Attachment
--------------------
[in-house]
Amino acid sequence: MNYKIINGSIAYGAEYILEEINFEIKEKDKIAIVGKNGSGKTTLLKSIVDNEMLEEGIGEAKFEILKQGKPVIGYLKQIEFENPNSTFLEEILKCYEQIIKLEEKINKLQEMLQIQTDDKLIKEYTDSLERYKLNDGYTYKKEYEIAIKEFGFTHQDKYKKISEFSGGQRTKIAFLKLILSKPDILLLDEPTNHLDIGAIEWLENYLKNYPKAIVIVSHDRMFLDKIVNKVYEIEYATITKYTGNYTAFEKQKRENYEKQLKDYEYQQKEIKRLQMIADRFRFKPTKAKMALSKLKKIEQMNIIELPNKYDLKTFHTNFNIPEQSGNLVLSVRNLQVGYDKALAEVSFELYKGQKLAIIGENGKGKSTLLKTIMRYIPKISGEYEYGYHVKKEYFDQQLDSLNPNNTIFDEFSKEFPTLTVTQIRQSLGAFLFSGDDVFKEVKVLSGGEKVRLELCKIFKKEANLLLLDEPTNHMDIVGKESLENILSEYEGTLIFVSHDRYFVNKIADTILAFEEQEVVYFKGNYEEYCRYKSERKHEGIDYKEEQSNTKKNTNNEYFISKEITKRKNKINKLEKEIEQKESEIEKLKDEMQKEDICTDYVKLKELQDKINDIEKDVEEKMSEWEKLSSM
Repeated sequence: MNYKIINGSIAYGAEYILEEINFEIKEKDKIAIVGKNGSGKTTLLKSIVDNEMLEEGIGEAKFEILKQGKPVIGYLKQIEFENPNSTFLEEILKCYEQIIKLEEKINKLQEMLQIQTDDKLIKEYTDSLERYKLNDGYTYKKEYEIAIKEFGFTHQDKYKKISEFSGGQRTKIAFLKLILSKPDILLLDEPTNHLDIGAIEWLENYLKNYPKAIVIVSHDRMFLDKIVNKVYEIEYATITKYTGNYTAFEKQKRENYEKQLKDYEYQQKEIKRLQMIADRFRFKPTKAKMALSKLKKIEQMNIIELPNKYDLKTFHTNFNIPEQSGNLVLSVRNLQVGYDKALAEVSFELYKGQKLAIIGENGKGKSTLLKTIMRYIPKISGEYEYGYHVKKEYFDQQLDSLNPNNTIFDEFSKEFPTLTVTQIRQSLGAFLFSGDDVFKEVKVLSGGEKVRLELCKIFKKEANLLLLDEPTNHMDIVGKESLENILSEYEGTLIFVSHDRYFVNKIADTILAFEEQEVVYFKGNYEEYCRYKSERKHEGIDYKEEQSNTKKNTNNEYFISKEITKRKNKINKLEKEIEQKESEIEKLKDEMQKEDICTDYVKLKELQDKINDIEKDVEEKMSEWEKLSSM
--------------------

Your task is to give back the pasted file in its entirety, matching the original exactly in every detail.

[in-house]
Amino acid sequence: MNYKIINGSIAYGAEYILEEINFEIKEKDKIAIVGKNGSGKTTLLKSIVDNEMLEEGIGEAKFEILKQGKPVIGYLKQIEFENPNSTFLEEILKCYEQIIKLEEKINKLQEMLQIQTDDKLIKEYTDSLERYKLNDGYTYKKEYEIAIKEFGFTHQDKYKKISEFSGGQRTKIAFLKLILSKPDILLLDEPTNHLDIGAIEWLENYLKNYPKAIVIVSHDRMFLDKIVNKVYEIEYATITKYTGNYTAFEKQKRENYEKQLKDYEYQQKEIKRLQMIADRFRFKPTKAKMALSKLKKIEQMNIIELPNKYDLKTFHTNFNIPEQSGNLVLSVRNLQVGYDKALAEVSFELYKGQKLAIIGENGKGKSTLLKTIMRYIPKISGEYEYGYHVKKEYFDQQLDSLNPNNTIFDEFSKEFPTLTVTQIRQSLGAFLFSGDDVFKEVKVLSGGEKVRLELCKIFKKEANLLLLDEPTNHMDIVGKESLENILSEYEGTLIFVSHDRYFVNKIADTILAFEEQEVVYFKGNYEEYCRYKSERKHEGIDYKEEQSNTKKNTNNEYFISKEITKRKNKINKLEKEIEQKESEIEKLKDEMQKEDICTDYVKLKELQDKINDIEKDVEEKMSEWEKLSSM
Repeated sequence: MNYKIINGSIAYGAEYILEEINFEIKEKDKIAIVGKNGSGKTTLLKSIVDNEMLEEGIGEAKFEILKQGKPVIGYLKQIEFENPNSTFLEEILKCYEQIIKLEEKINKLQEMLQIQTDDKLIKEYTDSLERYKLNDGYTYKKEYEIAIKEFGFTHQDKYKKISEFSGGQRTKIAFLKLILSKPDILLLDEPTNHLDIGAIEWLENYLKNYPKAIVIVSHDRMFLDKIVNKVYEIEYATITKYTGNYTAFEKQKRENYEKQLKDYEYQQKEIKRLQMIADRFRFKPTKAKMALSKLKKIEQMNIIELPNKYDLKTFHTNFNIPEQSGNLVLSVRNLQVGYDKALAEVSFELYKGQKLAIIGENGKGKSTLLKTIMRYIPKISGEYEYGYHVKKEYFDQQLDSLNPNNTIFDEFSKEFPTLTVTQIRQSLGAFLFSGDDVFKEVKVLSGGEKVRLELCKIFKKEANLLLLDEPTNHMDIVGKESLENILSEYEGTLIFVSHDRYFVNKIADTILAFEEQEVVYFKGNYEEYCRYKSERKHEGIDYKEEQSNTKKNTNNEYFISKEITKRKNKINKLEKEIEQKESEIEKLKDEMQKEDICTDYVKLKELQDKINDIEKDVEEKMSEWEKLSSM